What does a photograph mean to me? To you? Photographs, like all art, elicit our emotions and our reactions, and the connections that we make with them. What touches me […]
There’s no doubt that some of our best ideas come when we’re away from the office, in the flow of life. But when we’re stuck at our desks, there are aids to help the flow.
Art is everywhere, not just in museums, often in the architecture of well-preserved towns–where their sense of place honors their architectural past.
Looking at water for patterns, and finding them, or finding none at all, can be a source of inspiration and creativity.
A single quote sums up what art does, and does not do, from a master of visibility: Paul Klee.
Making art is messy for a reason. It’s to remind us that we won’t ever get it just right, or even close to perfect.
Are you at your desk, in front of your laptop? Are you at your easel, in front of your canvas? Great. If an idea comes, you’ll be ready for it.
Nature can inspire, enlighten and intrigue you in ways that bring meaning to your art.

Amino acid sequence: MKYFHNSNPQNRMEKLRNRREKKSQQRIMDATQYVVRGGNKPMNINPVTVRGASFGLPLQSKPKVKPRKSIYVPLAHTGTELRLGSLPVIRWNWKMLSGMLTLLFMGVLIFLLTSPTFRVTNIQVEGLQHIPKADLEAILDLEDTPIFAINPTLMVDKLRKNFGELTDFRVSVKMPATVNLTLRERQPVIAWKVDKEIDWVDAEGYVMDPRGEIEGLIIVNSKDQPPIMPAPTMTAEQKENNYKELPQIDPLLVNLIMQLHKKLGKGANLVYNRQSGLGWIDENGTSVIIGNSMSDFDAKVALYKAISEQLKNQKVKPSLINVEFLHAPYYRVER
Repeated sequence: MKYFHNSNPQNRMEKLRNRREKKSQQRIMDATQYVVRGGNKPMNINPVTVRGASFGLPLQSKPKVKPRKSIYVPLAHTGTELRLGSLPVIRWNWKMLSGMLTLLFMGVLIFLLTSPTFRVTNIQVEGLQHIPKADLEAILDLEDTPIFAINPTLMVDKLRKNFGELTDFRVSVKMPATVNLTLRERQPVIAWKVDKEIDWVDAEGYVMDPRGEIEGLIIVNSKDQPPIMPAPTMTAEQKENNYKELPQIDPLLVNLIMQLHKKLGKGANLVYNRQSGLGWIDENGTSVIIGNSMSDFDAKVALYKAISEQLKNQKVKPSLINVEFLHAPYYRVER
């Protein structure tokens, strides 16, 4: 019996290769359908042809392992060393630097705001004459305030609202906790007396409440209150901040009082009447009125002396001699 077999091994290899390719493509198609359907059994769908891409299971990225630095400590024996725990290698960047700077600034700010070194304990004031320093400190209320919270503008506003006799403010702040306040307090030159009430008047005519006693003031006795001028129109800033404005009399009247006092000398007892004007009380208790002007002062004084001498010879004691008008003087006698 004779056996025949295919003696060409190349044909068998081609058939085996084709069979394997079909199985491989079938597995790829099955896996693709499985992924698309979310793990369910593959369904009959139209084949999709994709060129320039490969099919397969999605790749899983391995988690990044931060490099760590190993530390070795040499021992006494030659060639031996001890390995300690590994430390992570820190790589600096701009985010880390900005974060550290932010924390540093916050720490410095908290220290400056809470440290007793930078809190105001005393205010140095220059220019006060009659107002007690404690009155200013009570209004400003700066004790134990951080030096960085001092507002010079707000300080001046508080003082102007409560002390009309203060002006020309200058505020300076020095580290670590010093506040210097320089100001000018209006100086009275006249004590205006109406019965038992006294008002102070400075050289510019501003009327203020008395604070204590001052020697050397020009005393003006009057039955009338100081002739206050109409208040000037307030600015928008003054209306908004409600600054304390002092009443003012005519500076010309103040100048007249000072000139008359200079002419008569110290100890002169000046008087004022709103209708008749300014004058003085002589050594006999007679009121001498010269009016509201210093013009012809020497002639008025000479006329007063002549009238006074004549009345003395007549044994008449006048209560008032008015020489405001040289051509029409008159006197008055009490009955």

Inspiration by Graphic: It’s all about you. Who you are is what you make, and what you make of it.
Reflections of the vast brown Chihuahuan desert that surrounds a vivid green church in a tiny Mexican village are distorted by more than sundown.
Reflections are easily found in nature. Reflections upon oneself, within one’s soul: not so easily found, nor done.
You won’t be noticed, much less discovered—there is too much competition from the entire global community for your one little drop in the big web bucket to get found. Instead, start local, where your roots are.
“Creativity is Essentially a Lonely Art . . . An Even Lonelier Struggle” – Lou Dorfsman
As a photographer who paints, and a painter who photographs, there’s a challenge and a risk I’m often faced with: Print, or Paint?
“Remember the Alamo!” If you’re leading a charge against a conquering army with but a ragtag rebel force, you can rally your troops with this trusty, time-tested cry. Remember the […]